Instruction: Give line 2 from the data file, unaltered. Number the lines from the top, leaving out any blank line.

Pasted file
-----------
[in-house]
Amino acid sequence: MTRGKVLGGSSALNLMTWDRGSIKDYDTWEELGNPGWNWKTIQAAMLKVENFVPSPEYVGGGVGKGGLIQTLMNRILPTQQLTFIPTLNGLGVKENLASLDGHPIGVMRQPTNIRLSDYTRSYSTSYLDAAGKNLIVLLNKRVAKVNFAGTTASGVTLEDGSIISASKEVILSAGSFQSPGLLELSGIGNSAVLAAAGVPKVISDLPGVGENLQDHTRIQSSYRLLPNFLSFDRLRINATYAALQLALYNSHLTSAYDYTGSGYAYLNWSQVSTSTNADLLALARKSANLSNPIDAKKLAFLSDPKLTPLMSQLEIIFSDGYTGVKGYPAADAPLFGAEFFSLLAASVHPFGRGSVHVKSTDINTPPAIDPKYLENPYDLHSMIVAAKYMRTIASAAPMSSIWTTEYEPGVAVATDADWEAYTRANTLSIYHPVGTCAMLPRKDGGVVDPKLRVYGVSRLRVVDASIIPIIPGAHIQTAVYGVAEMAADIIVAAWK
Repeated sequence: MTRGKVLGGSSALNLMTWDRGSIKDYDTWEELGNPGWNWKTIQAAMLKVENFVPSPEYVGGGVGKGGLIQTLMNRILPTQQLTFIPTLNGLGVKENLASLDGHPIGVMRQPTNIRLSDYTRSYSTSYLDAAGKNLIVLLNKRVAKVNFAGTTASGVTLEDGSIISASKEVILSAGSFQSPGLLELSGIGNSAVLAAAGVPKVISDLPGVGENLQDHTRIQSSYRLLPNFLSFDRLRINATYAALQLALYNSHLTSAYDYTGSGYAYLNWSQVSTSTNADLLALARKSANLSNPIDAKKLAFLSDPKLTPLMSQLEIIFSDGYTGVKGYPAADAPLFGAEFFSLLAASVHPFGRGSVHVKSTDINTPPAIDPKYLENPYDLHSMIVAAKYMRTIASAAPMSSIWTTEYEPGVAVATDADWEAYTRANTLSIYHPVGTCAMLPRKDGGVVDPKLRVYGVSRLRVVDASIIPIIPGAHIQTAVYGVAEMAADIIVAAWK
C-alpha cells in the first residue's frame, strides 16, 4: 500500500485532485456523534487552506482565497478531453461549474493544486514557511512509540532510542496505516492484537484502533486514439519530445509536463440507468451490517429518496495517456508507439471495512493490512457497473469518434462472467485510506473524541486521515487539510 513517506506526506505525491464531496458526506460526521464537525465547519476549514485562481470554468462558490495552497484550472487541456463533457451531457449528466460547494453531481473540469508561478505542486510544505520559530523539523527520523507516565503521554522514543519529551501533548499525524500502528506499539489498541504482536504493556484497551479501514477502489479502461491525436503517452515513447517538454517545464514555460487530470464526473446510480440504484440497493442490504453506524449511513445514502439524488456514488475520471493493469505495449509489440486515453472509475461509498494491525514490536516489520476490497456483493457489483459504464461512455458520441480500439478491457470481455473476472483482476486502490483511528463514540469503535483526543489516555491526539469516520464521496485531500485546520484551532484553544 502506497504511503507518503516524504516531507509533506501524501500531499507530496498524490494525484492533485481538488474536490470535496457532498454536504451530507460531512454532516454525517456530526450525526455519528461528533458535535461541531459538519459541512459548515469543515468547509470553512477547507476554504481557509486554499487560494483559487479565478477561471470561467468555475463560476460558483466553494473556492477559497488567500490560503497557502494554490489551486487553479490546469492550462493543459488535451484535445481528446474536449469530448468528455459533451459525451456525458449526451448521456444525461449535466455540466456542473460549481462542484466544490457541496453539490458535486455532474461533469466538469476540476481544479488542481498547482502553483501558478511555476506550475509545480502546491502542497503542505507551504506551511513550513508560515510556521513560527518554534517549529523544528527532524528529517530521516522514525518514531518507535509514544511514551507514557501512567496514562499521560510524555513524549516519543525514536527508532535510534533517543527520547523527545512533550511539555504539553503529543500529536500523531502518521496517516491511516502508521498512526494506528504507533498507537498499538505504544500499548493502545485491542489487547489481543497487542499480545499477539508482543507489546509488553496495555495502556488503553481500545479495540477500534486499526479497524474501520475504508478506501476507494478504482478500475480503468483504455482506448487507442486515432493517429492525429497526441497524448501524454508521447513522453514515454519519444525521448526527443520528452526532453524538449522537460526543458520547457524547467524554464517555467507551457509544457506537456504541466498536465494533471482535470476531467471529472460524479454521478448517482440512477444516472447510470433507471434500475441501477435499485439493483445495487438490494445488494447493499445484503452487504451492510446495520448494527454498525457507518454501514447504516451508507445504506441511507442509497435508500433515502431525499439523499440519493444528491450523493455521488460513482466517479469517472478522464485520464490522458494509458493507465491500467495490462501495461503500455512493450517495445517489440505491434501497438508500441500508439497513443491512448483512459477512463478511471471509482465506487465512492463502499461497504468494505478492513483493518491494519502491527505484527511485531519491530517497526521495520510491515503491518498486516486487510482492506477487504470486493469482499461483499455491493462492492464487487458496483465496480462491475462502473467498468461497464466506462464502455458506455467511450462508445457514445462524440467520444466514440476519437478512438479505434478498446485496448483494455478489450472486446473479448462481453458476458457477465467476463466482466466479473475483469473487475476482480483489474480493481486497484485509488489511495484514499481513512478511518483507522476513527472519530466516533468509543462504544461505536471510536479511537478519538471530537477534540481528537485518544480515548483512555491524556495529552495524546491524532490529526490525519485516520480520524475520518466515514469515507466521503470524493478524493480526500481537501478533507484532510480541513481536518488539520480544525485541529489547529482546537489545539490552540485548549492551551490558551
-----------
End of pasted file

Amino acid sequence: MTRGKVLGGSSALNLMTWDRGSIKDYDTWEELGNPGWNWKTIQAAMLKVENFVPSPEYVGGGVGKGGLIQTLMNRILPTQQLTFIPTLNGLGVKENLASLDGHPIGVMRQPTNIRLSDYTRSYSTSYLDAAGKNLIVLLNKRVAKVNFAGTTASGVTLEDGSIISASKEVILSAGSFQSPGLLELSGIGNSAVLAAAGVPKVISDLPGVGENLQDHTRIQSSYRLLPNFLSFDRLRINATYAALQLALYNSHLTSAYDYTGSGYAYLNWSQVSTSTNADLLALARKSANLSNPIDAKKLAFLSDPKLTPLMSQLEIIFSDGYTGVKGYPAADAPLFGAEFFSLLAASVHPFGRGSVHVKSTDINTPPAIDPKYLENPYDLHSMIVAAKYMRTIASAAPMSSIWTTEYEPGVAVATDADWEAYTRANTLSIYHPVGTCAMLPRKDGGVVDPKLRVYGVSRLRVVDASIIPIIPGAHIQTAVYGVAEMAADIIVAAWK